Your Pain Is Our Pleasure

We proofread your Google Docs or Microsoft Word files within 24 hours. We hate grammatical errors with passion. Learn More


Love, In Love with, etc..

Ok, I hope I phrase this correctly to be understood well enough to elicit an answer. What is the difference between, being “in love” with someone, and telling someone “I love you.” Because to my understanding, you can be In Love With someone while not directly being involved with them (stalker, adoring fans etc...). But to tell some one that you love them or “I love you” would require a prior relationship. Are there two different connotations attached, or am I just an idiot?

  • November 23, 2003
  • Posted by mitch
  • Filed in Usage

Submit Your Comment



Sort by  OldestLatestRating

'In love' versus 'love' is more about the nature of love and the psychology of the individual than about English.

M Stevenson April 10, 2004, 10:30pm

0 vote    Permalink    Report Abuse

A weird one this. You can quite as a matter of course say that you love your dog, your sister, your parents, your queen or country, your god, or chocolate ice-cream. Most of us love our friends too and will write 'Love' at the bottom of our letters.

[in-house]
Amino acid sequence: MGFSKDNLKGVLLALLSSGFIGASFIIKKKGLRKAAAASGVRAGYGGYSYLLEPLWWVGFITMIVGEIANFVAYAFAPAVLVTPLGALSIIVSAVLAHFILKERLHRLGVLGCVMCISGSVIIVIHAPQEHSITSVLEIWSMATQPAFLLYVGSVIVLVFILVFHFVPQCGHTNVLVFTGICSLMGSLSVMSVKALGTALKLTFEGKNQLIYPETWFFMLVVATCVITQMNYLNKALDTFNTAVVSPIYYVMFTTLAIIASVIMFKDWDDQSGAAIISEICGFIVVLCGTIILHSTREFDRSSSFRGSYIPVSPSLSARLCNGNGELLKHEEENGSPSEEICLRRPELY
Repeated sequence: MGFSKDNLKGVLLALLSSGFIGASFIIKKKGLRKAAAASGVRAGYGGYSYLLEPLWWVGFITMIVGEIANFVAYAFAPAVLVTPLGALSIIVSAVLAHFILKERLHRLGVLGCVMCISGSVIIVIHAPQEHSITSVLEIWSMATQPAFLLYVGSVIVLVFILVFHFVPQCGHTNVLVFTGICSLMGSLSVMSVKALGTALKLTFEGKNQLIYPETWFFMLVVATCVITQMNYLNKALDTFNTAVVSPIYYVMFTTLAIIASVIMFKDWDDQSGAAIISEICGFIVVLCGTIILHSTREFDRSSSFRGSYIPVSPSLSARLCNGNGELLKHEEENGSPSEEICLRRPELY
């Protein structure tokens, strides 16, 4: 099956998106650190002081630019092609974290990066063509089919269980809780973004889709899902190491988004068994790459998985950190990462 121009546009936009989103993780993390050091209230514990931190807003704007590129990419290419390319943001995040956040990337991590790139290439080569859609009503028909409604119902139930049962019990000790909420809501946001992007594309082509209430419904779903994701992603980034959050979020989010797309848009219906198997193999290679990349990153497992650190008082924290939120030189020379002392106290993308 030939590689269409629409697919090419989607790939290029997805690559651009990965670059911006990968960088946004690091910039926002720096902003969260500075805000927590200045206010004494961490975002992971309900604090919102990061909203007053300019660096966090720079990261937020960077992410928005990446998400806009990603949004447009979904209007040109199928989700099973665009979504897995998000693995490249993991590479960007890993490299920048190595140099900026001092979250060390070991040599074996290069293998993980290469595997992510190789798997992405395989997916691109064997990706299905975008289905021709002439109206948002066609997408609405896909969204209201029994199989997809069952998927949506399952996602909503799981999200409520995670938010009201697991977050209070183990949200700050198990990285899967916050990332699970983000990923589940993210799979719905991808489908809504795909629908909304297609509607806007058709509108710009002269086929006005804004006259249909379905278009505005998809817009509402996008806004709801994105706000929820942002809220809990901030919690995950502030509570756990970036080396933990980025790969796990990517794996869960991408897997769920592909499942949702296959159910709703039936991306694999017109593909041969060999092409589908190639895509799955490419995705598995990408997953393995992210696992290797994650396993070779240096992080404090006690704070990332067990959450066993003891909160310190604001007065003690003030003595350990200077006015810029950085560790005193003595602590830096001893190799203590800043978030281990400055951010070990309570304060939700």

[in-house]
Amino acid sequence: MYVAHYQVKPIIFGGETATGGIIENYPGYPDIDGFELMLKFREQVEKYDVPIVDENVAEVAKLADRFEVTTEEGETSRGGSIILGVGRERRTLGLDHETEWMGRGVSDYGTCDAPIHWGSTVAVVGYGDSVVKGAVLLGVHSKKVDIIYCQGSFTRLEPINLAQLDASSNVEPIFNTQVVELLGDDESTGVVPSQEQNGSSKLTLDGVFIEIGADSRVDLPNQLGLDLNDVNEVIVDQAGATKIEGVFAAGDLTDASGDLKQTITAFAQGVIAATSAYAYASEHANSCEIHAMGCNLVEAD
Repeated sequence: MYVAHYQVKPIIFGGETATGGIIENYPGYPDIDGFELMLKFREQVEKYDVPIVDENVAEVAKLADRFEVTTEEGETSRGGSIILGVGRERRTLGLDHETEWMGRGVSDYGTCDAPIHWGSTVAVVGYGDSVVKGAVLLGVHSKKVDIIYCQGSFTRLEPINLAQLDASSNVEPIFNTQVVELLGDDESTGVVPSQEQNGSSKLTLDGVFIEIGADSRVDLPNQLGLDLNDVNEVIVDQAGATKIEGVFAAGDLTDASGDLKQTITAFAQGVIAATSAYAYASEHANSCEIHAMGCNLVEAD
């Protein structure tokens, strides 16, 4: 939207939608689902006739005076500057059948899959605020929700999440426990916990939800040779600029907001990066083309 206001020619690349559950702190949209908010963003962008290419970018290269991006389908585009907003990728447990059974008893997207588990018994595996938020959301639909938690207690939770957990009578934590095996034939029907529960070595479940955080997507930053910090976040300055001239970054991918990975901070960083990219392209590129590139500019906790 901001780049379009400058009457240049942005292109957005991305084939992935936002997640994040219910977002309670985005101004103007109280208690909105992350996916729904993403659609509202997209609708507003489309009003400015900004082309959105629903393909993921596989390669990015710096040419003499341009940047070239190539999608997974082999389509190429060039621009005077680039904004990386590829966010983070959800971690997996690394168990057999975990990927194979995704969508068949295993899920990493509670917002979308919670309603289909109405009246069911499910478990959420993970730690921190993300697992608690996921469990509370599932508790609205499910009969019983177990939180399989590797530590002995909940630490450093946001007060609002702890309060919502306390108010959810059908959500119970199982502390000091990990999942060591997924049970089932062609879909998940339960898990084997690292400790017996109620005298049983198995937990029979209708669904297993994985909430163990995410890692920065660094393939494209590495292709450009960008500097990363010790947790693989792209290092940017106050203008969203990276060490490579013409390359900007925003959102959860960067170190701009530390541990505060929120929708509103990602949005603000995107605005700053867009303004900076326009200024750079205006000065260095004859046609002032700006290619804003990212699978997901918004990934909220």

Why is it that when you state it in first person singular indicative, 'I love you', _some_ friends think you're confessing desire or infatuation? 'I love you' shouldn't mean _anything like_ 'I am in love with you'.

Anonymous December 12, 2003, 3:24am

0 vote    Permalink    Report Abuse

Check out the movie Prizzi's Honor (which is a great movie anyhow). Kathleen Turner explains that being "in love with" means that one is smitten, lost, in all the way, while "love" can be applied more loosely.

Well, that's one interpretation, but I've seen at backed up elsewhere. On Futurama, Fry had the line "Well, it turns out I love her but I'm not *in love* with her." At which point Amy turns to Leela and whispers "trouble in bed." (Episode: "The Deep South")

Adam Rice December 8, 2003, 8:53am

0 vote    Permalink    Report Abuse

Yes     No